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The influence of trait-negative affect and compassion satisfaction on compassion fatigue in Australian nurses

journal contribution
posted on 27.04.2018, 00:00 by M Craigie, R Osseiran-Moisson, D Hemsworth, S Aoun, K Francis, J Brown, Desley Hegney, C Rees
For this study, we examined the nature of the unique relationships trait-negative affect and compassion satisfaction had with compassion fatigue and its components of secondary traumatic stress and burnout in 273 nurses from 1 metropolitan tertiary acute hospital in Western Australia. Participants completed the Professional Quality of Life Scale (Stamm, 2010), Depression Anxiety Stress Scale (Lovibond & Lovibond, 2004), and the State–Trait Anxiety Inventory (Spielberger, Gorsuch, Lushene, Vagg, & Jacobs, 1983). Bivariate correlation and hierarchical regression analyses were performed to examine and investigate 4 hypotheses. The results demonstrate a clear differential pattern of relationships with secondary traumatic stress and burnout for both trait-negative affect and compassion satisfaction. Trait-negative affect was clearly the more important factor in terms of its contribution to overall compassion fatigue and secondary traumatic stress. In contrast, compassion satisfaction’s unique protective relationship only related to burnout, and not secondary traumatic stress. The results are therefore consistent with the view that compassion satisfaction may be an important internal resource that protects against burnout, but is not directly influential in protecting against secondary traumatic stress for nurses working in an acute-care hospital environment. With the projected nursing workforce shortages in Australia, it is apparent that a further understanding is warranted of how such personal variables may work as protective and risk factors.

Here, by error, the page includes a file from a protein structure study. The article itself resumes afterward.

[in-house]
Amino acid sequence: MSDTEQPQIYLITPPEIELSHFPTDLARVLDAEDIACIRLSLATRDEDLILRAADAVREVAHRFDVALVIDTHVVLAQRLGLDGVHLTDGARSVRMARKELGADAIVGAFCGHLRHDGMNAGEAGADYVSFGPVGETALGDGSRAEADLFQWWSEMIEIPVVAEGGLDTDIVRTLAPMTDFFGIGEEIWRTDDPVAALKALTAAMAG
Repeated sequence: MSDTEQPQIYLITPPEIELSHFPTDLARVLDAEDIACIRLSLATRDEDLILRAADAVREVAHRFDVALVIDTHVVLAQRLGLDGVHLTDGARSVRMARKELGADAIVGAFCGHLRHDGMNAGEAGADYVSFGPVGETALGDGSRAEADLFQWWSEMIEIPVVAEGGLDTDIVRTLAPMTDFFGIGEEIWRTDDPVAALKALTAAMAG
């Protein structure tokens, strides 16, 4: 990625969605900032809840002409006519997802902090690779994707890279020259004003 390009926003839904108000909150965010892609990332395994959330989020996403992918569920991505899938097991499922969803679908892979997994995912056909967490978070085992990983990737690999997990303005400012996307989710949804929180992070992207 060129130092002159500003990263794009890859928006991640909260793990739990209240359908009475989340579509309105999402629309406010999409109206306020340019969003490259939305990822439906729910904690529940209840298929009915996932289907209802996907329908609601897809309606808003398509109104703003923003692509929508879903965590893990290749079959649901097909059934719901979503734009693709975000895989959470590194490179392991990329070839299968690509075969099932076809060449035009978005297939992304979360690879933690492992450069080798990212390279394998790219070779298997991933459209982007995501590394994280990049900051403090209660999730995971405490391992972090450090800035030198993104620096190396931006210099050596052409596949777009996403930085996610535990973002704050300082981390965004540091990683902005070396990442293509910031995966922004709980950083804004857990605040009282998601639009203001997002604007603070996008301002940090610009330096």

History

Volume

8

Issue

1

Start Page

88

End Page

97

Number of Pages

10

eISSN

1942-969X

ISSN

1942-9681

Publisher

American Psychological Association

Peer Reviewed

Yes

Open Access

No

External Author Affiliations

Curtin University; Nipissing University; Australian Catholic University; University of Southern Queensland; University of Adelaide

Era Eligible

Yes

Journal

Psychological Trauma: Theory, Research, Practice, and Policy